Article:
[Milton-L] knowledge, freedom, law

Michael Gillum mgillum at unca.edu
Sat Jul 5 18:08:54 EDT 2008


JD Fleming,

Yikes, I see now that Eve in her internal monologue just before tasting the
fruit never talks about equaling Adam or aspiring to divinity -- only about
receiving knowledge. Thank you for the correction. Of course the serpent has
promised, "ye shall be as gods" by virtue of the knowledge, but she doesn't
directly endorse the idea until after the fall.

Regarding Eve's desire to test or prove herself, I think it is evident in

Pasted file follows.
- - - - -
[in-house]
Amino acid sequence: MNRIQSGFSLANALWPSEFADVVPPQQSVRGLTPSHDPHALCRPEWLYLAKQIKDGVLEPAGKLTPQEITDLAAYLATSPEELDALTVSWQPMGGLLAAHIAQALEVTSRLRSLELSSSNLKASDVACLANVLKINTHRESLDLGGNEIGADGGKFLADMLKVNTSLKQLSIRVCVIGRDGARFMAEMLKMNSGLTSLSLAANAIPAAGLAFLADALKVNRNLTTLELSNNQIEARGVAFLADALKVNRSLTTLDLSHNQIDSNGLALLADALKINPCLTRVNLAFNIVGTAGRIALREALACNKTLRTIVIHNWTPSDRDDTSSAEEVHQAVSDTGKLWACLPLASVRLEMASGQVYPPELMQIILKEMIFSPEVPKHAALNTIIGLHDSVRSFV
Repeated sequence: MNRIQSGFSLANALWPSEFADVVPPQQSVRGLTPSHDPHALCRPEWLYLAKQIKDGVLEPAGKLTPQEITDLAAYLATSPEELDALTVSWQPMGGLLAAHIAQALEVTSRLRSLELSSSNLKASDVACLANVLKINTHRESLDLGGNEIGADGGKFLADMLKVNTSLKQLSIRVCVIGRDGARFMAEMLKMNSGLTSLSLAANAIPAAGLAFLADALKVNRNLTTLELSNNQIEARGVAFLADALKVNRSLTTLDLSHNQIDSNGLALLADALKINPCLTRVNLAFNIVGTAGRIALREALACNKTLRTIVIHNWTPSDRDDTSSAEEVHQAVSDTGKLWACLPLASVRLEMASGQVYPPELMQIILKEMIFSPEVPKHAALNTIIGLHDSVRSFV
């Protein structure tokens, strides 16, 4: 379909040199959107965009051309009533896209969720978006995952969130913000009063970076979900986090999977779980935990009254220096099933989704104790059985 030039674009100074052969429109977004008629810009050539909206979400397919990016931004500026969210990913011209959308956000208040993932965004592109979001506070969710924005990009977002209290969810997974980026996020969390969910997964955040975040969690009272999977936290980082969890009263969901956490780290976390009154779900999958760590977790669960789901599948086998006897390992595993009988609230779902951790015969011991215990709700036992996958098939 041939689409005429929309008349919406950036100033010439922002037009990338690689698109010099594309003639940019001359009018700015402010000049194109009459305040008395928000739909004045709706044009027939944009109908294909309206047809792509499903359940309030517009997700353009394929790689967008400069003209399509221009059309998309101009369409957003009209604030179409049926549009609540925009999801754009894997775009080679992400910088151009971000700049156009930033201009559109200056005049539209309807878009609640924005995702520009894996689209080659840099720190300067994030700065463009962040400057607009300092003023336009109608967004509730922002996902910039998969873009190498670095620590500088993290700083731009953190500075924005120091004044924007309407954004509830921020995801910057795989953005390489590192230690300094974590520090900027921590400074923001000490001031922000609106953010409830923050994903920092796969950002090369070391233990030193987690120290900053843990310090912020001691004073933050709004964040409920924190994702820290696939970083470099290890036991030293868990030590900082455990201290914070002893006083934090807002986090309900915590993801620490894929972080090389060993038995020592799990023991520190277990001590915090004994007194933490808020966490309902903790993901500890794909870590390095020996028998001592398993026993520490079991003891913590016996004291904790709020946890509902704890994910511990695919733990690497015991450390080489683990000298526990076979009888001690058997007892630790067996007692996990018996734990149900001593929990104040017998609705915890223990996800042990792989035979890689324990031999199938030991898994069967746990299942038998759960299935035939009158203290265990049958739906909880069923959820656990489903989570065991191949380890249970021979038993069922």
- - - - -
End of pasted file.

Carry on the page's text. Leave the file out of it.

the passage that you quoted and throughout the separation scene, except in
her original suggestion. She's miffed that Adam doesn't think she's strong
enough to resist. It's true that her argument is compatible with Milton's
idea of responsible freedom, and so, out of respect for her freedom, Adam
avoids coercion or even commandment. The wrongness of Eve's desire is
situational. It consists in the disproportion between the infinite risk she
is incurring and the limited good she hopes to realize, if it is a good at
all. Eve knows Adam's wisdom is superior, and therefore she should follow
his advice. She rejects it because she feels slighted and wants to prove him
wrong. 

Thanks for your critique of a post that wasn't ready for prime time.

Michael 




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